Reply to George: XII. The Dishonest Truth about Same-Sex Parenting

[This post is part of a series analyzing Robert George’s widely-read article, “What is Marriage“, which appeared on pages 245-286 of the Harvard Journal of Law and Public Policy. You can view all posts in the series here.]

Pages 257-259 and 262-263: In which George — well, read for yourself. Any summary I write sounds incredibly harsh.

Deceitful honesty

You can lie by telling the truth. You can oversleep, race to work, and burst late into a meeting with an apologetic, “My kid was throwing up.” You just neglect to say this happened last week and has nothing to do with why you’re late today.

You’ve spoken the truth and told a lie. My parents taught me it’s not what you say or don’t say. It’s whether you intend to deceive. You don’t get to shrug off your lie with a disingenuous, “It’s not my fault if they drew the wrong conclusion.”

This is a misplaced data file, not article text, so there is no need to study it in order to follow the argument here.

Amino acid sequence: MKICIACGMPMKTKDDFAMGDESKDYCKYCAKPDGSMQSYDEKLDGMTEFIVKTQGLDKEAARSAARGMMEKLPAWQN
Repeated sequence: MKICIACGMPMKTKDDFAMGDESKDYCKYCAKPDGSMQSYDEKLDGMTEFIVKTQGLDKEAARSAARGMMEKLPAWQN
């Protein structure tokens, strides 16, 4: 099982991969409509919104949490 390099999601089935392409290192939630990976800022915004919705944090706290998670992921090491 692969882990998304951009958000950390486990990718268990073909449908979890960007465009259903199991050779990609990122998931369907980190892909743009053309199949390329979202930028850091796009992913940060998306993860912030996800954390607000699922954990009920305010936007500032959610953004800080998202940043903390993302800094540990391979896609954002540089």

That’s exactly what happens in this section and it troubles me. I’m used to our mid-level opponents quoting studies to denounce same-sex parenting — without  mentioning these studies have nothing to do with same-sex parenting. It’s profoundly disturbing when a respected intellect and Princeton professor like Robert George does it.

Essentially, though, in what follows you’ll see him burst in the room and tell us his kid was throwing up. And he’ll never mention that he really just overslept.

Another of George’s harms to society

George worries that legalizing same-sex marriage would undermine:

the idea that the union of husband and wife is (as a rule and ideal) the most appropriate environment for the bearing and rearing of children — an ideal whose values strongly corroborated by the best available social science.

He footnotes this assertion about opposite-sex married parents. That footnote, however, just refers us back 5 pages to his own parenting discussion earlier in the paper, which I previously skipped and promised to come back to.

I hated this section before and I hate it now. It fails a basic test of intellectual honesty, a failure I’ve seen over and over in our opponents. In that section, George writes: